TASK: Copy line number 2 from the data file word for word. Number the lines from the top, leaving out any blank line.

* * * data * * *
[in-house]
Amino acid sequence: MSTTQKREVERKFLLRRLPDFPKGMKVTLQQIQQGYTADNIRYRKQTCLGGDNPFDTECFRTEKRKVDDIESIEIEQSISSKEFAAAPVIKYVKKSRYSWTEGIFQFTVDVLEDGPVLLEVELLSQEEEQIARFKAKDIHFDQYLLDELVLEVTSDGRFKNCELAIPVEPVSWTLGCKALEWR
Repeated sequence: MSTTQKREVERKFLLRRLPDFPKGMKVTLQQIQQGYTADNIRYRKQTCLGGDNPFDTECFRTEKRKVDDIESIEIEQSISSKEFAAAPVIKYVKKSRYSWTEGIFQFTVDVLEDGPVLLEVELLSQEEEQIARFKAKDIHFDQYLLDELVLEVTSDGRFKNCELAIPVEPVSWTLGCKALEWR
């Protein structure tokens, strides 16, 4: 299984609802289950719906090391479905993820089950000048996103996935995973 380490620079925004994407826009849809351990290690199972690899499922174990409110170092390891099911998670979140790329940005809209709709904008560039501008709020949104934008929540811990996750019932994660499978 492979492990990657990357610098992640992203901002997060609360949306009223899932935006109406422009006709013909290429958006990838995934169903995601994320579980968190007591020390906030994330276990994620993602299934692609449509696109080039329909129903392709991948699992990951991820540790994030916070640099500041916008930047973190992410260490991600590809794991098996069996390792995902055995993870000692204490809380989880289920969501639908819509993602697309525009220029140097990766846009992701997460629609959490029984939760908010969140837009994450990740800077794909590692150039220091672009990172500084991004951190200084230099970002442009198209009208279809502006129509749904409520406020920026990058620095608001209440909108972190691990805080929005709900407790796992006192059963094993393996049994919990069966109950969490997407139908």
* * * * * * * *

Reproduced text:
Amino acid sequence: MSTTQKREVERKFLLRRLPDFPKGMKVTLQQIQQGYTADNIRYRKQTCLGGDNPFDTECFRTEKRKVDDIESIEIEQSISSKEFAAAPVIKYVKKSRYSWTEGIFQFTVDVLEDGPVLLEVELLSQEEEQIARFKAKDIHFDQYLLDELVLEVTSDGRFKNCELAIPVEPVSWTLGCKALEWR